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12/08/2001 - The One That Got Away
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Soon after script reading became a full-time occupation I became familiar with an experience that befalls every reader or development executive sooner or later. This phenomenon could be loosely called Being Very Wrong. It involves the voluntary act of passing on a project that goes on to be optioned by another company, or worse yet optioned and produced with a high-caliber cast.

By the time I first experienced Being Very Wrong, I had already experienced Having Your Opinion Ignored. This is a different phenomenon, one that happens so frequently that it can't honestly be qualified a phenomenon, but is annoying all the same. Having Your Opinion Ignored happens when you recommend a project only to see it passed on anyway.

As maddening as it can be to Have Your Opinion Ignored, the experience at least leaves you with a romantic sense of martyrdom because your enthusiasm is rarely challenged. The script heads back to the mailroom as you shrug your shoulders and wonder what the effort is for when good writing is boxed indifferently like the Lost Ark of the Covenant, sent to the warehouse with all the other crap. "If only they'd listened to me", you sigh. Once the script leaves, you don't know what happens to it at other production companies because it isn't news when a script gets passed on. Even if it was news you could always argue that no one shares your unique eye for material. Don't we always hear about the mine of fantastic screenplays that go tragically unproduced?

Being Very Wrong is different. Being Very Wrong means that your opinion wasn't ignored, it was listened to carefully. You were believed, trusted, and now some other company out there has bet mid-to-high six figures that you're an idiot. There's nothing like shaking open Variety to see that little article announcing the option of the script you wrote snitty coverage on two weeks ago.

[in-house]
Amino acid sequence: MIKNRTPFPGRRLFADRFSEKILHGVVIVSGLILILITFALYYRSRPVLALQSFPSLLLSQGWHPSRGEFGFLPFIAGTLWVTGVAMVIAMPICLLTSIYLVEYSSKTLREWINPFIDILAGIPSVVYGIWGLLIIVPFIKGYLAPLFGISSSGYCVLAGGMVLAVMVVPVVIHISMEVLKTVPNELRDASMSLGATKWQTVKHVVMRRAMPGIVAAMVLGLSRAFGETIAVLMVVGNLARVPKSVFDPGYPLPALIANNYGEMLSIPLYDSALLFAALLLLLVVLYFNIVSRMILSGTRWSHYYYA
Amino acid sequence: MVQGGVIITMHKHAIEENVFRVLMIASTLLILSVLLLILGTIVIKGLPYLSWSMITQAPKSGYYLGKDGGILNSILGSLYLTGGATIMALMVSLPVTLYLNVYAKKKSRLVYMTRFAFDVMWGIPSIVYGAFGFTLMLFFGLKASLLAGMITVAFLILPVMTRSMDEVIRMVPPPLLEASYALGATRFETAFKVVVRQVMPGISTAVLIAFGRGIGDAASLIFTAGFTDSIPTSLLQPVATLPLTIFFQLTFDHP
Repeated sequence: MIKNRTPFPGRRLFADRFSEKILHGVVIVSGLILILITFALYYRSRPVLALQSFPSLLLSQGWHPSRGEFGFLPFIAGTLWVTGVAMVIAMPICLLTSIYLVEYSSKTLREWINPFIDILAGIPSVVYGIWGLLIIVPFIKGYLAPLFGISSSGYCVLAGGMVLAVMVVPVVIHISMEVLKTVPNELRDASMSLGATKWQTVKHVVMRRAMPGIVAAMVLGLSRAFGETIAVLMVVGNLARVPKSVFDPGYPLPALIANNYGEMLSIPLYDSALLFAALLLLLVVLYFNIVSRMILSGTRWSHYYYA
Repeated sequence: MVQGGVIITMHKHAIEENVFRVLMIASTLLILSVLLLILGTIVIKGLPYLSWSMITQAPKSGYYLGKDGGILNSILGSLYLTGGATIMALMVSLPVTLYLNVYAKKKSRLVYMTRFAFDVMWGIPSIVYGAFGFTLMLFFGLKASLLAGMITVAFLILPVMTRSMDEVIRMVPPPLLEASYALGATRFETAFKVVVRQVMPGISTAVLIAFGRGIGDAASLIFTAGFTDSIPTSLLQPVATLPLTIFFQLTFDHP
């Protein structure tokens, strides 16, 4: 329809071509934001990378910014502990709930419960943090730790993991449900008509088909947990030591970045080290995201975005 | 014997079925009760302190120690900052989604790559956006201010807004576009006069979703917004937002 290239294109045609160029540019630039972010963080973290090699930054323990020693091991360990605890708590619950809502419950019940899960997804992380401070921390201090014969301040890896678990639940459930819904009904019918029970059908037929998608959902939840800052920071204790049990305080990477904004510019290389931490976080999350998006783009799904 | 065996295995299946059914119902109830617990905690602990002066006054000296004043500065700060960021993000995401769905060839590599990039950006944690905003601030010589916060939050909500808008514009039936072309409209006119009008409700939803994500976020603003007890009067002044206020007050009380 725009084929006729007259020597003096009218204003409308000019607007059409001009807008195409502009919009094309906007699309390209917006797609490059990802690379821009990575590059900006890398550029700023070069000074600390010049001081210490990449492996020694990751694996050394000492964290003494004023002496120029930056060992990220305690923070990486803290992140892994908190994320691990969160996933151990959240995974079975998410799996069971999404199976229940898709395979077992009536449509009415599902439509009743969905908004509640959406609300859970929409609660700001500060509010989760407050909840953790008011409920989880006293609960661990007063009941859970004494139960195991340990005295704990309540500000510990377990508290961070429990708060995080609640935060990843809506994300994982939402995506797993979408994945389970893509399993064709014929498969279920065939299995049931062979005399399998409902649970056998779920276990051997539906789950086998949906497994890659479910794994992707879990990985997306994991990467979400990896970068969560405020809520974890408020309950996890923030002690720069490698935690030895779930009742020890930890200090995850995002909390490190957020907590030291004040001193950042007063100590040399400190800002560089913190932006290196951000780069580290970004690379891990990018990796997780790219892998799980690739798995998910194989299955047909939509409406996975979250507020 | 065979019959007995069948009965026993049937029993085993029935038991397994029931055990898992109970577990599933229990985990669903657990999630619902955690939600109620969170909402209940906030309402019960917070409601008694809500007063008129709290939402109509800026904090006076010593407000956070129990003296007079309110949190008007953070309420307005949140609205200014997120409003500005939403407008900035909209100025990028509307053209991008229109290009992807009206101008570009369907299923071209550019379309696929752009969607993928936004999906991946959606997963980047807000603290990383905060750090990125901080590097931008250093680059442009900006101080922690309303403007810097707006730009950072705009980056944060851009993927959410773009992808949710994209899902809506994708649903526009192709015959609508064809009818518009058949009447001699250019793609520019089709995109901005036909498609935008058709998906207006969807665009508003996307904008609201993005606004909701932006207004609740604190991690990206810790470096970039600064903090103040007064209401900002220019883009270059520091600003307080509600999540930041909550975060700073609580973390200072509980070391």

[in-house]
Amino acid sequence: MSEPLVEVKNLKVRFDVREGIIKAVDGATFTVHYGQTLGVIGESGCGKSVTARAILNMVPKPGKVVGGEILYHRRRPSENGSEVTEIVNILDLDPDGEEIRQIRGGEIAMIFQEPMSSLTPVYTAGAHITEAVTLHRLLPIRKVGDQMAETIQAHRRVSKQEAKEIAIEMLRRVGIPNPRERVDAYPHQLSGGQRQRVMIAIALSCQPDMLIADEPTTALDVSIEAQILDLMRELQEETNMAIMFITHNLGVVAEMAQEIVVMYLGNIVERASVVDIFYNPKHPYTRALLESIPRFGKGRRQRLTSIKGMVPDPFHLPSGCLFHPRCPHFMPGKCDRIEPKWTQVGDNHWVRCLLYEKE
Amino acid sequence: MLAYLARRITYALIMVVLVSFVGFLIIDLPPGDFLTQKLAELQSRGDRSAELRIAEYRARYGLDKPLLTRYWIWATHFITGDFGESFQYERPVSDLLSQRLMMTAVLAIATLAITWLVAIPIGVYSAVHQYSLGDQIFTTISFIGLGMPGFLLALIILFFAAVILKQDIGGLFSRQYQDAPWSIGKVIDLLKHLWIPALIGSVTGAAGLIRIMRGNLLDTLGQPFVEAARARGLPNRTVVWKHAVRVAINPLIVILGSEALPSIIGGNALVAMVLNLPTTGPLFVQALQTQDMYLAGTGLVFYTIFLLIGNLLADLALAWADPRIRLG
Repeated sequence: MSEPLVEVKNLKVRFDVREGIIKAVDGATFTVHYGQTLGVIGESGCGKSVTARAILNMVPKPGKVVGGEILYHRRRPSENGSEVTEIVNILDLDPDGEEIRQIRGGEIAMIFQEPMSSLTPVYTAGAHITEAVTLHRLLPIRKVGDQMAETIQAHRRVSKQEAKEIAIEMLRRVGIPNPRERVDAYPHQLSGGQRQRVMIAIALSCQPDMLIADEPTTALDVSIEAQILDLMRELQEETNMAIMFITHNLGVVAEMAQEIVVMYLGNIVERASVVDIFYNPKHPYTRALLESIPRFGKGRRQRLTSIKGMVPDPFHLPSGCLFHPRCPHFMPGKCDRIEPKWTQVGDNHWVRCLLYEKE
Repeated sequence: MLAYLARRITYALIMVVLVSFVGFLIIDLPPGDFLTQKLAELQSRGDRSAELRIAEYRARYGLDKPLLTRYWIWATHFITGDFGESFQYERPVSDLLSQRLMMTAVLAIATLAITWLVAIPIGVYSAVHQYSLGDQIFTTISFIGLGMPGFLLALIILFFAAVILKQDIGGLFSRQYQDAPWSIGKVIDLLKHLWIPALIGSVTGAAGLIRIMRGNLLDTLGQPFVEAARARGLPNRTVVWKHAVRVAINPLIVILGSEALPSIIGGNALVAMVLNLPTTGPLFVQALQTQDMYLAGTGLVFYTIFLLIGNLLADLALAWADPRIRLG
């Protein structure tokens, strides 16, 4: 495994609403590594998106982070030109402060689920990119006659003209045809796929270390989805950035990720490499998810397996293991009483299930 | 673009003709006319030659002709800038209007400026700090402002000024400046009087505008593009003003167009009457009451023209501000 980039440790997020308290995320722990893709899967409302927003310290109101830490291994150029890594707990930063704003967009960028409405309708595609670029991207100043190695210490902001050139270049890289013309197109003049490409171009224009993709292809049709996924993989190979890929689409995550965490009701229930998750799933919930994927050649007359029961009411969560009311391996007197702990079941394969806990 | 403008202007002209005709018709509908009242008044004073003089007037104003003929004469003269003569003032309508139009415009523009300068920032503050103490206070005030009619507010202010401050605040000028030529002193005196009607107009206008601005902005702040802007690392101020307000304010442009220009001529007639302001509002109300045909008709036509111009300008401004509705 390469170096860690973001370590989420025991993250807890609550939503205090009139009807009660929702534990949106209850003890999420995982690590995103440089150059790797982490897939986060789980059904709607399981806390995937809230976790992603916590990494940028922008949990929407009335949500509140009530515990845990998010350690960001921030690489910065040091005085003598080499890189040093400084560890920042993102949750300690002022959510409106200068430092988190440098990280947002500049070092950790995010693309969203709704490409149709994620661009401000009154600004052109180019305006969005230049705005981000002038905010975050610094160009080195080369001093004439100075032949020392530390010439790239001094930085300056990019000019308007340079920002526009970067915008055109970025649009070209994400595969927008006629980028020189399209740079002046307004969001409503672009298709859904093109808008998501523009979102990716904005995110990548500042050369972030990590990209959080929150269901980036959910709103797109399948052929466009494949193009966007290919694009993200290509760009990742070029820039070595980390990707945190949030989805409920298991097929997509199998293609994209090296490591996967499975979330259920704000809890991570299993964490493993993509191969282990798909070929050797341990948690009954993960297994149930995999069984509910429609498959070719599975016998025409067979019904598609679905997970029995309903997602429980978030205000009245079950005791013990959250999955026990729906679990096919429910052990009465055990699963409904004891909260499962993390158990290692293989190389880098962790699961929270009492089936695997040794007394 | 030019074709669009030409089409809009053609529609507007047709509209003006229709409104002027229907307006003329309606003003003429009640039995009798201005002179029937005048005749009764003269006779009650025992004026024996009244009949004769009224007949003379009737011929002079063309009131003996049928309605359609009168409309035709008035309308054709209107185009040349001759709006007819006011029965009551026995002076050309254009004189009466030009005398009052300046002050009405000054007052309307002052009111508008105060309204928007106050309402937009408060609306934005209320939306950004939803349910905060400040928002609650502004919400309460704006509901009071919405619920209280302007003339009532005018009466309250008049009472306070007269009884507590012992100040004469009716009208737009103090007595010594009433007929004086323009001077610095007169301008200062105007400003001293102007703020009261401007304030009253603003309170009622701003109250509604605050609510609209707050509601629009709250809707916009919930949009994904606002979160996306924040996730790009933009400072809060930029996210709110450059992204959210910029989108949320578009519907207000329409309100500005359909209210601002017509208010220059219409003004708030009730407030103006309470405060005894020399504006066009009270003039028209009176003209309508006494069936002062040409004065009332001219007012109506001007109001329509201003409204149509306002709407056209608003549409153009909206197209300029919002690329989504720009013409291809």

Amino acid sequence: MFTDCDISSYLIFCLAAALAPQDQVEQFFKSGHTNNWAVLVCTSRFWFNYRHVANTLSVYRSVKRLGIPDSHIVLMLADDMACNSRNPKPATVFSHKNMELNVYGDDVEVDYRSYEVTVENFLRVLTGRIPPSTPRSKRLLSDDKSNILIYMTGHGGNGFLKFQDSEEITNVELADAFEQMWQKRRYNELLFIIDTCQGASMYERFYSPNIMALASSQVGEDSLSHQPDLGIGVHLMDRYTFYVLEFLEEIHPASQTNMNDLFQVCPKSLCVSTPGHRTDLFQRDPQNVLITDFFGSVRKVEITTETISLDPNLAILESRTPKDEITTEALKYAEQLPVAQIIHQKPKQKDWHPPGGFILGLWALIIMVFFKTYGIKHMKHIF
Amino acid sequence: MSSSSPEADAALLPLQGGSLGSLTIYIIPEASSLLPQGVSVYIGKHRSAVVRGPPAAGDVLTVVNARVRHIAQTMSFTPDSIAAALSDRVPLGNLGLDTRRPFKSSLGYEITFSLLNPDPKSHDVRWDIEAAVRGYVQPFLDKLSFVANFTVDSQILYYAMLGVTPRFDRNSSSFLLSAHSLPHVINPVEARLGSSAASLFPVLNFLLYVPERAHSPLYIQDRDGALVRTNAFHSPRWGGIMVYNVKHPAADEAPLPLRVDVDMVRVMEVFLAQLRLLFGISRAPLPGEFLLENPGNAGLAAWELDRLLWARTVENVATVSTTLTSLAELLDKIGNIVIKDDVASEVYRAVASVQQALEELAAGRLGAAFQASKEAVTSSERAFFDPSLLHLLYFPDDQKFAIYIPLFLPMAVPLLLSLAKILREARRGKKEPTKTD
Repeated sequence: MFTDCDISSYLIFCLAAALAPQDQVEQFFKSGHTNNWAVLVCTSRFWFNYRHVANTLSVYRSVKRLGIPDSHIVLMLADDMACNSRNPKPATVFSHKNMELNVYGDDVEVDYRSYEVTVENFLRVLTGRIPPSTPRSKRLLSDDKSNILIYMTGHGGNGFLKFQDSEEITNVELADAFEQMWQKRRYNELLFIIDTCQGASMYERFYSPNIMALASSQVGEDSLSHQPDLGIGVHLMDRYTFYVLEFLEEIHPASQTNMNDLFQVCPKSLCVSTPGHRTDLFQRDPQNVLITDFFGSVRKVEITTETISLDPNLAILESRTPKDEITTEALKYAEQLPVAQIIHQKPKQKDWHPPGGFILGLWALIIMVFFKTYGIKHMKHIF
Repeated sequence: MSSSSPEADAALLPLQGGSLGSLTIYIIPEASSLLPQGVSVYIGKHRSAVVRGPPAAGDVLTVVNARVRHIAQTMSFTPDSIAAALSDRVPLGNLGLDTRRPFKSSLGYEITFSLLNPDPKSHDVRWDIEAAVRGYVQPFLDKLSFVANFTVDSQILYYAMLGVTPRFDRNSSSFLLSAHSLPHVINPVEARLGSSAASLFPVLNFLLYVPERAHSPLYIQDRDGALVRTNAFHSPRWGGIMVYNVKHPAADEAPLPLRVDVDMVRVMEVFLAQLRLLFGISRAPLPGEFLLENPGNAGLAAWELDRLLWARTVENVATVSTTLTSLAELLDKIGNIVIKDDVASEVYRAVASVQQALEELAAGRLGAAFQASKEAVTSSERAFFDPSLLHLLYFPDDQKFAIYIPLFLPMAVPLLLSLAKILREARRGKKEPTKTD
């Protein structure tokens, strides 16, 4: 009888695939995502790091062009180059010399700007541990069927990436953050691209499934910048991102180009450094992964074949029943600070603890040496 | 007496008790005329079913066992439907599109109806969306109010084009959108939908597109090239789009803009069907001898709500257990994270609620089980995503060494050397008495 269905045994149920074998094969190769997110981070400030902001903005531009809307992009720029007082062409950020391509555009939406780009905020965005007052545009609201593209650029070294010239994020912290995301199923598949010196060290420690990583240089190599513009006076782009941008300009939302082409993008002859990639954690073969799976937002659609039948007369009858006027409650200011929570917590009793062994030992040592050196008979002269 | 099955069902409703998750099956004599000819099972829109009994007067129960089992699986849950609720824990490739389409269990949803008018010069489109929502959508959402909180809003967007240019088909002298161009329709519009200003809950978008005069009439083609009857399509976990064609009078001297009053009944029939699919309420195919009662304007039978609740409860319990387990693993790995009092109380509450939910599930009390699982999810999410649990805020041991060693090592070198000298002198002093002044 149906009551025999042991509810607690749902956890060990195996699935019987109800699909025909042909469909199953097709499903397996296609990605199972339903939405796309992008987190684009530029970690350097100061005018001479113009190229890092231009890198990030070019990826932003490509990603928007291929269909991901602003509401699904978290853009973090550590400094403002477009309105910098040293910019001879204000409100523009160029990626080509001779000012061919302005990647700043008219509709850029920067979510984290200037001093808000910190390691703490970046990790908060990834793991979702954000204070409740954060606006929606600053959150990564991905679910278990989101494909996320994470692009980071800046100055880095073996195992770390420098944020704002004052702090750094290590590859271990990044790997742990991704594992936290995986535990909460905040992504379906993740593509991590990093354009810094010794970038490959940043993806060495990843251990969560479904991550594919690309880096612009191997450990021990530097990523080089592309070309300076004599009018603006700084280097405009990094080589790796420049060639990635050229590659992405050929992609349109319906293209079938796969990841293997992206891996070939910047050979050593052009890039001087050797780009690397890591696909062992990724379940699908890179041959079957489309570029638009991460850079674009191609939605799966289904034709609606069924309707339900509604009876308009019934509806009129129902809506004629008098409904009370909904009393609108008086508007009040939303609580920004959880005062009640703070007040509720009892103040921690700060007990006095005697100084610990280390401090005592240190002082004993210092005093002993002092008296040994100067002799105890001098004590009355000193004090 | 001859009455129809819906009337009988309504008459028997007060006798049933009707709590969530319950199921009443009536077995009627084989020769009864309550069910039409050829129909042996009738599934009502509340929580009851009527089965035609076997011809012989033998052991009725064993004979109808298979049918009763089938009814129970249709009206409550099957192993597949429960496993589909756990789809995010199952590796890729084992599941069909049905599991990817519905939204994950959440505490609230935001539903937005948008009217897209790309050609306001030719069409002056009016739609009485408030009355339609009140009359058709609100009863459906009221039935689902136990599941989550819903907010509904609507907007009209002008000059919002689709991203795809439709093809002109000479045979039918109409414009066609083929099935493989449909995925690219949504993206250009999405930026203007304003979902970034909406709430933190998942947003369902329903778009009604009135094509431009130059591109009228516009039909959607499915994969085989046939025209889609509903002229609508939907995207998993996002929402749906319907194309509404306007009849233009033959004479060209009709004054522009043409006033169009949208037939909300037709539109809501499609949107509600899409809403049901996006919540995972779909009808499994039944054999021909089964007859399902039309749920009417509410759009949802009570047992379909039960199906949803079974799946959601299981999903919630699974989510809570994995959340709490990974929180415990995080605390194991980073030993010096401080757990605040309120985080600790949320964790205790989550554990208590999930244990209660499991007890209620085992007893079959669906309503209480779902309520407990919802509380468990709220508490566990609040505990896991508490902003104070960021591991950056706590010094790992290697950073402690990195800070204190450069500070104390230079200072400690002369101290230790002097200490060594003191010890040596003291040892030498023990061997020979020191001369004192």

The first time this happened to me was several years ago when I passed on a screenplay for "The House of Mirth". Shamefully I had never read the Edith Wharton novel and the adaptation I read failed to deliver, or so I thought. When I learned that the project was picked up by another company (albeit a different adaptation) I was naively shocked. I thought I had failed to do my job. If someone else had seen a project's potential, shouldn't I have seen it too?

The next project that got away was "I Am Sam", which opens this month in a theater near you. I really didn't go for the story and was perplexed by its eventual sale. Now I don't know what I think. I suppose I'll have to see the movie to find out. I have the sneaking suspicion that it'll be great and I'll be left with this awful, nagging self-doubt.

These experiences have made a definite impact. Now I read screenplays for both the writer's skill and the essential plot and if I'm unsure, I say so. A while back I handed the Development Czar a screenplay that I didn't much care for. The script had already been purchased, but we were checking it out as a writing sample. Along with my lukewarm coverage I included a printout of the Hollywood Lit Sales' record of the recent option. I pointed out to the Czar that although I didn't like the script, somebody else did, so she might want to linger on it to make sure that I wasn't missing the potential.

"Why?" she asked, "Because somebody bought it? That means nothing." I appreciated her words, for if they're not true how do we explain movies like "Spice World" or "Battlefield Earth"? Even so, the desire to have taste that is simultaneously unique and universal is something many of us can't help. Hollywood is driven by the fear that someone is going to get rich with a project you missed. This lurking fear may partially explain why a hit about, say, Pygmy warriors can engender a decade of lesser Pygmy warrior films. Do we really need to copy movies year after year until the concepts are exhausted? Or worse yet, sometimes one producer's interest in a project inspires another producer to swoop in and steal the rights away. What are they so afraid of? That the ideas are going to run out?

Let these experiences be the beginning of insight into the chaos of development. As with other areas of life, decisions made in fear rarely turn out to be sound. Just because a project's been rejected doesn't mean it's bad, and just because a movie's been greenlit doesn't mean it's going to work.

Being Very Wrong for me has turned slowly into Being Different, Being Unsure, or Just Not Getting It. It's got to be all right to miss a few. I think the Czar is right. She's the voice of sanity in the fearful zoo of those who stifle their natural reactions in the pursuit of conformity. Do it long enough and you'll be so concerned with the opinions of others that your own no longer even bother to surface.

That would Be Very Wrong.


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